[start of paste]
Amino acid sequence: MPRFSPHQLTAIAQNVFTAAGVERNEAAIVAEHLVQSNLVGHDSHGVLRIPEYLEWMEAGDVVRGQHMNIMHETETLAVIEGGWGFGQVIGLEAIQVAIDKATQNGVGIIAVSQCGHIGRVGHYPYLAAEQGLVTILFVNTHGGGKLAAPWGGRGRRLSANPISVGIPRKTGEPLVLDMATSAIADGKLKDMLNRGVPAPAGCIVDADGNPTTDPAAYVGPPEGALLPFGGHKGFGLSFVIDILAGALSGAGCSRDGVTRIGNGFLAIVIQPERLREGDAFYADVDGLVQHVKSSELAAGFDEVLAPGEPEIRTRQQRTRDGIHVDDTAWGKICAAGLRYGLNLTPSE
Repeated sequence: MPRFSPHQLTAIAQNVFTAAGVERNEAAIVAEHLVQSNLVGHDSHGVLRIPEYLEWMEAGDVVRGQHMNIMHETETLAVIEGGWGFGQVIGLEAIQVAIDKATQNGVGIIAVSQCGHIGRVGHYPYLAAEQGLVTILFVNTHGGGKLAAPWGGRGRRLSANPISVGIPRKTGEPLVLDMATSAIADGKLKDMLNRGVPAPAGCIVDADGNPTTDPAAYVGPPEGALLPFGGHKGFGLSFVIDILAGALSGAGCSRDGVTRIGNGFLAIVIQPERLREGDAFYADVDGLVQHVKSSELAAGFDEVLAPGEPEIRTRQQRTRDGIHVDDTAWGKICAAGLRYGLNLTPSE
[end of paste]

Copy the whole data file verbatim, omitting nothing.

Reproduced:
Amino acid sequence: MPRFSPHQLTAIAQNVFTAAGVERNEAAIVAEHLVQSNLVGHDSHGVLRIPEYLEWMEAGDVVRGQHMNIMHETETLAVIEGGWGFGQVIGLEAIQVAIDKATQNGVGIIAVSQCGHIGRVGHYPYLAAEQGLVTILFVNTHGGGKLAAPWGGRGRRLSANPISVGIPRKTGEPLVLDMATSAIADGKLKDMLNRGVPAPAGCIVDADGNPTTDPAAYVGPPEGALLPFGGHKGFGLSFVIDILAGALSGAGCSRDGVTRIGNGFLAIVIQPERLREGDAFYADVDGLVQHVKSSELAAGFDEVLAPGEPEIRTRQQRTRDGIHVDDTAWGKICAAGLRYGLNLTPSE
Repeated sequence: MPRFSPHQLTAIAQNVFTAAGVERNEAAIVAEHLVQSNLVGHDSHGVLRIPEYLEWMEAGDVVRGQHMNIMHETETLAVIEGGWGFGQVIGLEAIQVAIDKATQNGVGIIAVSQCGHIGRVGHYPYLAAEQGLVTILFVNTHGGGKLAAPWGGRGRRLSANPISVGIPRKTGEPLVLDMATSAIADGKLKDMLNRGVPAPAGCIVDADGNPTTDPAAYVGPPEGALLPFGGHKGFGLSFVIDILAGALSGAGCSRDGVTRIGNGFLAIVIQPERLREGDAFYADVDGLVQHVKSSELAAGFDEVLAPGEPEIRTRQQRTRDGIHVDDTAWGKICAAGLRYGLNLTPSE